Prevent Youths’ Exposure to Religious Hatred that’s Worse than Narcotic

A few weeks ago, two people were lynched to death in Punjab over the charges of sacrilege in two separate incidents.

Published: 16th January 2022 05:00 AM  |   Last Updated: 15th January 2022 01:07 PM   |  A+A-

A few weeks ago, two people were lynched to death in Punjab over the charges of sacrilege in two separate incidents. The mob had taken the law into their hands and offered instant street justice. What should have drawn wide condemnation in any other part of the civilised world became a circus in our country with every political leader except the honourable exception of one or two condemning the victims and conveniently remaining silent about the crime of the perpetrators. The police promptly filed FIR against the victims of lynching.

If someone has committed any sacrilege, we have laws to deal with them. The courts, the Constitution, the government, law and order machinery etc. exist for a reason. If we leave it to the mob to decide who is a criminal and what punishment is to be met for the crime, we can kiss goodbye to civilisation.

In another shocking incident, a religious conclave in Haridwar openly called for violence against another community and urged people to be ready with guns for a civil war. There have been spates of incidents reported by miscreants stopping Christmas celebrations forcefully. A religious leader was arrested for abusing Mahatma Gandhi. Though Gandhi or any other individual should not be above criticism and everyone should have the right to express their opinion, one needs to draw the line between criticism and abuse.

Miscreants have been there in every religion since the dawn of religion. What is frightening is the reach they have now. What would have been isolated incidents in some corner of the earth now go viral and reach every home. With the advent of social media, it is easy for bigots of every religion to spread their message of hate. Some stay in foreign countries, thus safe from the reach of our country’s laws and spread such messages through YouTube and Facebook, engaging and influencing thousands of followers to hate their neighbours and friends. Each religion is competing to create an atmosphere of hostility and bigotry.

That the youth is getting influenced by such messages was evident from the arrest of a young woman in her late teens for the crime of creating an app for ‘auctioning’ Muslim women. Those who get attracted to the extremist ideology of ISIS are also educated youths in their early twenties. Thanks to the public outcry, the police have acted fast and arrested some of the hate mongers. Honourable Vice President of India, Sri Venkaiah Naidu, censored the hate speech in no uncertain terms. While all these are welcome acts, more needs to be done if we don’t want to descend into the madness that followed the partition of British India.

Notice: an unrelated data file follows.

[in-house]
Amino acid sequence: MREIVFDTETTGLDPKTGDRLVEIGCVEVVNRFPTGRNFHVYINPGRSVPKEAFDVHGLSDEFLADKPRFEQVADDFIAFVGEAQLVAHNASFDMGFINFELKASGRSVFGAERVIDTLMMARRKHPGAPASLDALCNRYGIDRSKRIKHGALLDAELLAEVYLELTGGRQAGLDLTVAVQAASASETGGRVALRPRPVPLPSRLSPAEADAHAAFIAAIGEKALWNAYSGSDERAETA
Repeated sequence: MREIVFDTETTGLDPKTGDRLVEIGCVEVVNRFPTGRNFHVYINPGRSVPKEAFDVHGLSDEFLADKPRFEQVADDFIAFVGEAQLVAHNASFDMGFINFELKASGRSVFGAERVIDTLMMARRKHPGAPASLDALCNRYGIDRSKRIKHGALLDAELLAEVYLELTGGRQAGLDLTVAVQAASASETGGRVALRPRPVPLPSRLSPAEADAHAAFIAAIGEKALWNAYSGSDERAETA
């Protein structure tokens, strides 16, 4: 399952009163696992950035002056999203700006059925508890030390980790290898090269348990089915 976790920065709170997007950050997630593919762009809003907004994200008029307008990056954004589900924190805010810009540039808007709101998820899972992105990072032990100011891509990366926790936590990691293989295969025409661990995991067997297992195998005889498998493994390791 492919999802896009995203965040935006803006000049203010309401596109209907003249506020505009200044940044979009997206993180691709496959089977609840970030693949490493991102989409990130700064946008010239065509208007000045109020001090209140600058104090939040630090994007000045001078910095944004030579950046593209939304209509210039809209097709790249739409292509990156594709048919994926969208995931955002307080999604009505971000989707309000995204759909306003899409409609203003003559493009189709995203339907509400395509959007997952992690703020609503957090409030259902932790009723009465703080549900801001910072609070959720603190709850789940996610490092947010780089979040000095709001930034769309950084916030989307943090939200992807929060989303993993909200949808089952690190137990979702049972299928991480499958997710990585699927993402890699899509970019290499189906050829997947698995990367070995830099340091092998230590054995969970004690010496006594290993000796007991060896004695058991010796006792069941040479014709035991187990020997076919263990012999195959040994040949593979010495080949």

The laws in any civilised country have many restrictions on the use and abuse of drugs. There is an age restriction for drinking and smoking. Some of the potent drugs are illegal, and possession and use of them can result in jail terms. The dealers and distributors of such drugs are treated as criminals, and rightfully so. Which nation can afford to encourage peddlers of intoxicants to waylay its youth and jeopardise its future? But religion is an exemption to this rule.

Religion is no different from narcotic drugs or intoxicating drinks. In small doses, it can be helpful for many to tide over personal losses and pain, just like how morphine could act as a pain killer. It helps people to ignore reality. It gives hope and sedation, and even pleasure. However, like any other narcotic drug, it can be deadly in large doses. Sometimes, it is worse than any narcotic. It is rare in the annals of history to read about adherents of two competing brands of liquor to have engaged in mutual butchery. Religious riots and wars are as common as the common crow.

It is the only intoxicant that parents willfully and cheerfully feed their children. Ideally, as there is an age bar for drinking and smoking, there should be an age bar for following any religion. The mindless intoxication that is now happening at a vulnerable age needs to stop. However, these are wishful thinking in a democracy where vote banks dictate the election results.

Maybe the solution lies in our homes. Most drug addicts, except that of religion, usually ensure that their children don’t follow in their parents’ footsteps. Even those who use liquor or smoke for recreation rarely encourage their little children to join them in their party. Just like how we shield our youngsters from pornography, smoking or alcohol until they are of suitable age, it would be better to prevent exposure to the toxic potency of religious hatred, even if we are the junkies of such manufactured hatred through social media platforms.

Anand Neelakantan

Author of Asura, Ajaya series, Vanara and Bahubali trilogy


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